20 December 2018

What have we learnt from 2018? Year in review

(Nick Griffiths, Pengana Capital Group's CIO)

Something unusual may have happened in 2018, and it’s not a double-digit correction in equity markets. The rare event is that for the first time in at least 25 years, real returns from 10 major asset classes are likely to be negative this year. With major economies slowing, concerns regarding political events and valuations, and regulatory issues facing a number of industries, it is likely that investors will face another turbulent year in 2019.  Smart investors will prepare for this, foolish investors will make predictions - stock markets, bond yields etc, and probably divest as a result.

At the time of writing, the ASX All Ords had fallen -4.8% for the calendar year, the Small Ords -8.2%, and the MSCI All Country World Index was hovering around zero. These numbers mask the volatility at the start of the year, the change in the market sentiment and direction mid-year, and the variations in terms of styles and sectors that have occurred. For example, August saw a marked change in style factors in Australia, with Growth and Momentum falling out of favour, and Value becoming the dominant style factor. Many investors and managers previously enjoying the mid cap growth story were caught unawares and have suffered significant losses since.

It is well known which sectors typically perform well in the latter stages of a bull market and into a bear market. On the plus side Consumer Staples, Healthcare and Utilities typically do well, on the negative Information Technology, Consumer Discretionary and some Industrials tend to suffer. Of course, it’s more about the stocks themselves, but it is still surprising to us how many investors were prepared to ignore such simple pieces of information, perhaps because they’re inexperienced, perhaps because “this time it’s different” or perhaps they just didn’t want to think about it.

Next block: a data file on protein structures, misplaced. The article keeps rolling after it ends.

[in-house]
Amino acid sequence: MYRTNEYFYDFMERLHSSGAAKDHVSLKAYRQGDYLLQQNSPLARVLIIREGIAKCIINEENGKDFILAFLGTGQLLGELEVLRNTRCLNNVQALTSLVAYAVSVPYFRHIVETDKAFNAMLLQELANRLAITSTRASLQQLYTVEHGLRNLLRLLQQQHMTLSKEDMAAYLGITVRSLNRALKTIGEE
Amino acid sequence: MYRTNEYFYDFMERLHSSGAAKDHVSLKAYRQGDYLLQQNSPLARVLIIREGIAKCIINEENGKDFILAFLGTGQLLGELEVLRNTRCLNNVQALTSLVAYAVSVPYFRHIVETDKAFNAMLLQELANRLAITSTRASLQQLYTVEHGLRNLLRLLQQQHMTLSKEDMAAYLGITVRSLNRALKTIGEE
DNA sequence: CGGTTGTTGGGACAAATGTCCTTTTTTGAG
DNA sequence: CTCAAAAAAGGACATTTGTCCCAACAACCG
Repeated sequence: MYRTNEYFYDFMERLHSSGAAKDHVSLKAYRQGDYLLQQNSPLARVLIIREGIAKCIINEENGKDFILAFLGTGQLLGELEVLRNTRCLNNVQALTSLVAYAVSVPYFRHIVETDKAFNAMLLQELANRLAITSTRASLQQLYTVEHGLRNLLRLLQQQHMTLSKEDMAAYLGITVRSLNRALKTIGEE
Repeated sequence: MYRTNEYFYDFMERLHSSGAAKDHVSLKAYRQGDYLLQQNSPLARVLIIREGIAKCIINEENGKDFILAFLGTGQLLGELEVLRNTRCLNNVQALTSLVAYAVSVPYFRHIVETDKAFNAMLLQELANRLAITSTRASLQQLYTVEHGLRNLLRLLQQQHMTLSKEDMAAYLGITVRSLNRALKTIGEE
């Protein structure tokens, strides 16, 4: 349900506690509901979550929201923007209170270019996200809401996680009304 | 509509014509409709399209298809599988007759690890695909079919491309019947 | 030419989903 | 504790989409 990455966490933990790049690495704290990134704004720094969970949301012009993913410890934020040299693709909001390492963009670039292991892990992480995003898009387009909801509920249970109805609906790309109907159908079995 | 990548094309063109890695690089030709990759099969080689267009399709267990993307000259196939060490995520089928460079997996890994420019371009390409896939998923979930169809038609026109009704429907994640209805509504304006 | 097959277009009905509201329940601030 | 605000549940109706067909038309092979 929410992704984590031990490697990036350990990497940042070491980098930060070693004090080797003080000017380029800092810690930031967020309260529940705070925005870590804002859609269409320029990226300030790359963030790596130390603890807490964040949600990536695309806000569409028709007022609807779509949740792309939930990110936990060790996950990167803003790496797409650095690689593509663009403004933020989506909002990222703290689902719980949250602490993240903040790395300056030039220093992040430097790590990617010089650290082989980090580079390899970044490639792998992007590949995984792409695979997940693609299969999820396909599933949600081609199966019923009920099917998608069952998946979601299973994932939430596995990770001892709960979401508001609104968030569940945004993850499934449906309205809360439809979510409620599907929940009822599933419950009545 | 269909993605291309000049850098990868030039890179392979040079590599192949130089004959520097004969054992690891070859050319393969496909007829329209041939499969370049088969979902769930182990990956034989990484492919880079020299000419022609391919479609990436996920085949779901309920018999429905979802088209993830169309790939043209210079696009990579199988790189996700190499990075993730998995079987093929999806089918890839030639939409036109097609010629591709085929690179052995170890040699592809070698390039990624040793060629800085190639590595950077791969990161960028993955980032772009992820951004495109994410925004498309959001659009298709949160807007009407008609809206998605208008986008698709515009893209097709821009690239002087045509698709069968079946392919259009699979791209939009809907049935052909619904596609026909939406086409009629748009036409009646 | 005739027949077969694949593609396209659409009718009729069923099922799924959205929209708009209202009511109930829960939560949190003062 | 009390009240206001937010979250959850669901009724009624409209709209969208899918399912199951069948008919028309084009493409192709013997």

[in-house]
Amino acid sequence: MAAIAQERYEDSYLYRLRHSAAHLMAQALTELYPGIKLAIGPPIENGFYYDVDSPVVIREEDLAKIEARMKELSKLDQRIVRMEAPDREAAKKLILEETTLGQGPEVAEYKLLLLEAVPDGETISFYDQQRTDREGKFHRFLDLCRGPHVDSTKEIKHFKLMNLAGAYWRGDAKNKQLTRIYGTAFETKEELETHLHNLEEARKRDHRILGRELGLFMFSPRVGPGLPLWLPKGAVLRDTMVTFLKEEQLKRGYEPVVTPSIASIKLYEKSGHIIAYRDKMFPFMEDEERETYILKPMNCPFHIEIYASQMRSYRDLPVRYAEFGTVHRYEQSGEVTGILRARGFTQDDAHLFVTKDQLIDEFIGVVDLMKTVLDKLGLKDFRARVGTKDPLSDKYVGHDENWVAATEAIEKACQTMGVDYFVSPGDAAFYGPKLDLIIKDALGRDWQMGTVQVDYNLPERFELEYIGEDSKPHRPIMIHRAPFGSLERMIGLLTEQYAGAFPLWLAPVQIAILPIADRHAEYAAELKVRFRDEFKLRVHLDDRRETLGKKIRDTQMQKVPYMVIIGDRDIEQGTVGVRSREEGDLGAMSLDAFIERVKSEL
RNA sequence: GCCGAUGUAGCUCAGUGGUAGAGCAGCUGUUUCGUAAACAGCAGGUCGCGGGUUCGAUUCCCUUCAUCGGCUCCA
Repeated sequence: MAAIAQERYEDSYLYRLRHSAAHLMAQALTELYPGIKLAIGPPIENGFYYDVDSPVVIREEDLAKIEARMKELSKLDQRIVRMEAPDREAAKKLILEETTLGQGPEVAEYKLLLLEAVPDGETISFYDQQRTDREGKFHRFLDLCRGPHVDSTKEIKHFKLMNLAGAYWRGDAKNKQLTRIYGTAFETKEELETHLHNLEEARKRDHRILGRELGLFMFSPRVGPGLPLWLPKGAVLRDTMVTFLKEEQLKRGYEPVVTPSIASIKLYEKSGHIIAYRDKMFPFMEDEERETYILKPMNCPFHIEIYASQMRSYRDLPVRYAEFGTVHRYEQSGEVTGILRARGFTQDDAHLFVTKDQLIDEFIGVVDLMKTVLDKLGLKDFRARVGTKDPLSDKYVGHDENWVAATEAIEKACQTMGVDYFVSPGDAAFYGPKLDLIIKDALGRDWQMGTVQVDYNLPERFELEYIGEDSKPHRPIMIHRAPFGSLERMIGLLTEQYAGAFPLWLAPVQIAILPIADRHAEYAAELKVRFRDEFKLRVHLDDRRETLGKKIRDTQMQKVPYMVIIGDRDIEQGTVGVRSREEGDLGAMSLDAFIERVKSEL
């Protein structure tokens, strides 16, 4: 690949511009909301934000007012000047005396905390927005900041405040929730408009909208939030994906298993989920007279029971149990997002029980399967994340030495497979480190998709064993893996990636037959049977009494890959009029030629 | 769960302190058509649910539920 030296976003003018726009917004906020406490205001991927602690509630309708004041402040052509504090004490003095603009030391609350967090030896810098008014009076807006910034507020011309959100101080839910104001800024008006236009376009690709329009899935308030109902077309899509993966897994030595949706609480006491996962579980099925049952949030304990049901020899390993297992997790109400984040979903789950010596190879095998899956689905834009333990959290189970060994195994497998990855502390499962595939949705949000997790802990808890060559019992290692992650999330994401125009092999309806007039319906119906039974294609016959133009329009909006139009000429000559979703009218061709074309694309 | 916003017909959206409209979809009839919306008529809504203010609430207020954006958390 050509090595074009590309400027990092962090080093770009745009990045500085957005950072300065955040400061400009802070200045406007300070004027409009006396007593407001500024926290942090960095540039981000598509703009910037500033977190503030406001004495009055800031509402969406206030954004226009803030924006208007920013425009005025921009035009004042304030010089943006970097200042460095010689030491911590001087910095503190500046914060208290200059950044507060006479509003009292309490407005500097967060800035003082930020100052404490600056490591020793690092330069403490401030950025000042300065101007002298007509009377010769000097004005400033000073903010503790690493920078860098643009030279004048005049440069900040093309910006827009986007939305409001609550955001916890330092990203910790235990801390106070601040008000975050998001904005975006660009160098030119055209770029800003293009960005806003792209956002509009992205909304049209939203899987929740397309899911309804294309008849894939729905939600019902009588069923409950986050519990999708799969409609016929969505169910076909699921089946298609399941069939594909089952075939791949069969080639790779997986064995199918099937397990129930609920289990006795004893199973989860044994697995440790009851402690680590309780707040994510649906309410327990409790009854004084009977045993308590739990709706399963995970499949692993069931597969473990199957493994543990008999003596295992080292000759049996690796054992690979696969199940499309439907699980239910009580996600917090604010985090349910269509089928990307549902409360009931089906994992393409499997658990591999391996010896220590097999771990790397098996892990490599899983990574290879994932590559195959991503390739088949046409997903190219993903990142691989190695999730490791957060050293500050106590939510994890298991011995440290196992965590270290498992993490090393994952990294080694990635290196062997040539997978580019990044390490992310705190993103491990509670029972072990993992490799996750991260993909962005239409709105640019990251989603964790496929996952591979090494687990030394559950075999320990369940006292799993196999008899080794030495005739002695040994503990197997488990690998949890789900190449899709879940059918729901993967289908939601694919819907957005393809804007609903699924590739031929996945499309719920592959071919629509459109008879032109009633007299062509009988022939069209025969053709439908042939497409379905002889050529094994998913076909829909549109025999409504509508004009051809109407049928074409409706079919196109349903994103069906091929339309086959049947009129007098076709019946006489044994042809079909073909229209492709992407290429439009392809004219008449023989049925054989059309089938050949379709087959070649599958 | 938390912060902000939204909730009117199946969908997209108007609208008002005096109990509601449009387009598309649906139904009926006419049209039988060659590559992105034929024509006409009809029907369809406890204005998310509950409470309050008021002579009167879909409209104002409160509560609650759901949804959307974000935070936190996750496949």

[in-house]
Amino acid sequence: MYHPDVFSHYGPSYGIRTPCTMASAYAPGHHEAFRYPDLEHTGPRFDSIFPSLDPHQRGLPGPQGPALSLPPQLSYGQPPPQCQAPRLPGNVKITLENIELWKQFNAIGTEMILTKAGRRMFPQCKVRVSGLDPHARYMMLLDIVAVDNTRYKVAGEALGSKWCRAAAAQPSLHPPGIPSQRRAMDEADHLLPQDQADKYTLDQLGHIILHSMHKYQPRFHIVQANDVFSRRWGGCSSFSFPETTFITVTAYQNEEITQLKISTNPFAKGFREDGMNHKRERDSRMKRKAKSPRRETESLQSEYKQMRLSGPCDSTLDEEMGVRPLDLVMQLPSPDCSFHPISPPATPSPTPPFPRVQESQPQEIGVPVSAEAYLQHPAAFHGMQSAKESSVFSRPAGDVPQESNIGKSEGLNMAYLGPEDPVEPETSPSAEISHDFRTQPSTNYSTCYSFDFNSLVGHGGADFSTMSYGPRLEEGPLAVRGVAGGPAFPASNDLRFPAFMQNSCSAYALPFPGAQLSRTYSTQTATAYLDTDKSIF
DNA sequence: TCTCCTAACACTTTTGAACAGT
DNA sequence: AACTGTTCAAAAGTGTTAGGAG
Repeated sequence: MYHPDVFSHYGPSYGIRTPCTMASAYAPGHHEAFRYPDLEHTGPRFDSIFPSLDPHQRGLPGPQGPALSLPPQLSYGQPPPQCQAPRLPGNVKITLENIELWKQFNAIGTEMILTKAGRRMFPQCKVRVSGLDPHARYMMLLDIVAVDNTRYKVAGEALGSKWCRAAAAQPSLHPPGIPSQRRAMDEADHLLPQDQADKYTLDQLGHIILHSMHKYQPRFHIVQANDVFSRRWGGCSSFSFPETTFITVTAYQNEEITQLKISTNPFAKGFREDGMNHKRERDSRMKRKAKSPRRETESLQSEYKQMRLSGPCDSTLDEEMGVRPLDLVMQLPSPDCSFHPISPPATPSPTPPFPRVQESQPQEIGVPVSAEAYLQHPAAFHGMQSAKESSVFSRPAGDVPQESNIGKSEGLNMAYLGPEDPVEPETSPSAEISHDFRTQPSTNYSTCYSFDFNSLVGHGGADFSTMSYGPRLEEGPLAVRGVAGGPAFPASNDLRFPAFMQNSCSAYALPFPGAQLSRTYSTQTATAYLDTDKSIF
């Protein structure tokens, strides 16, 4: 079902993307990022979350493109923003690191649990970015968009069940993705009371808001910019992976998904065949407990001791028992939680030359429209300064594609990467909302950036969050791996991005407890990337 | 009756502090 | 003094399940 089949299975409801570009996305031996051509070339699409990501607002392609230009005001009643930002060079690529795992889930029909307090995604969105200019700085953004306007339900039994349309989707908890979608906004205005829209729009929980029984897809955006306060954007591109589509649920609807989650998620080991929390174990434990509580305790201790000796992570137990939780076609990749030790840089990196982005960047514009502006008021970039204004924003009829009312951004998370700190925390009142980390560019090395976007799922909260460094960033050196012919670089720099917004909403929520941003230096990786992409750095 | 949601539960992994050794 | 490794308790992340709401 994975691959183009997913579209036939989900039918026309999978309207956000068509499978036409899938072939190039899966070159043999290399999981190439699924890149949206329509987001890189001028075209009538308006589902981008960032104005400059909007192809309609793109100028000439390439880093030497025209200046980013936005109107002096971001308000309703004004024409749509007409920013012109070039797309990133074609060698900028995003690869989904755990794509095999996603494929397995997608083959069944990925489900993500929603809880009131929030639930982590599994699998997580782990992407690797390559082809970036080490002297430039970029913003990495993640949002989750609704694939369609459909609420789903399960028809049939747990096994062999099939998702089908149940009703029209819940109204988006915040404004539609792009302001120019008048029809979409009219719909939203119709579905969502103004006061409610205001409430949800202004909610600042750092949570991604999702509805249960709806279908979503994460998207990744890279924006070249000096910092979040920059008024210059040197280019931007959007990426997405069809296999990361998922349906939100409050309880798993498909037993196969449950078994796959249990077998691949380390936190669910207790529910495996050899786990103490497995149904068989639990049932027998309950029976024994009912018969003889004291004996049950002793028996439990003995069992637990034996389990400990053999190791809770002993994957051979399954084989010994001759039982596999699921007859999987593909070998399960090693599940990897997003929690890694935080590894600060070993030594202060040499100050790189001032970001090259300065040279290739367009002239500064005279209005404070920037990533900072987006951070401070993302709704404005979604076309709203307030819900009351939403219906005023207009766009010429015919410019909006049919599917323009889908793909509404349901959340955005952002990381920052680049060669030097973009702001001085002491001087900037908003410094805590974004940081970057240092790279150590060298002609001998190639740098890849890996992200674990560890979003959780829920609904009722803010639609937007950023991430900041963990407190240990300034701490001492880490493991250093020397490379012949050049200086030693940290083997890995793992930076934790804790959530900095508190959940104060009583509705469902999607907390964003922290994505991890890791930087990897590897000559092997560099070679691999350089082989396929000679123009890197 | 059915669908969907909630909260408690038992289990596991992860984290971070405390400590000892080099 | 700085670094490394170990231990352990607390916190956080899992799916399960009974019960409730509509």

Falls in equity markets are however the norm, and the recent correction should have come as a surprise to few. For example, the S&P500 has experienced a double-digit intra year drawdown in 57 of the 91 calendar years since 1928.  In 23 of these years the maximum drawdown exceeded 20% - when markets fall they fall a lot. Maximum intra year drawdowns of less than 5% are far more unusual.  At the time of writing, the S&P500 had fallen 15.4% in 2018 and will almost certainly finish the year in negative territory.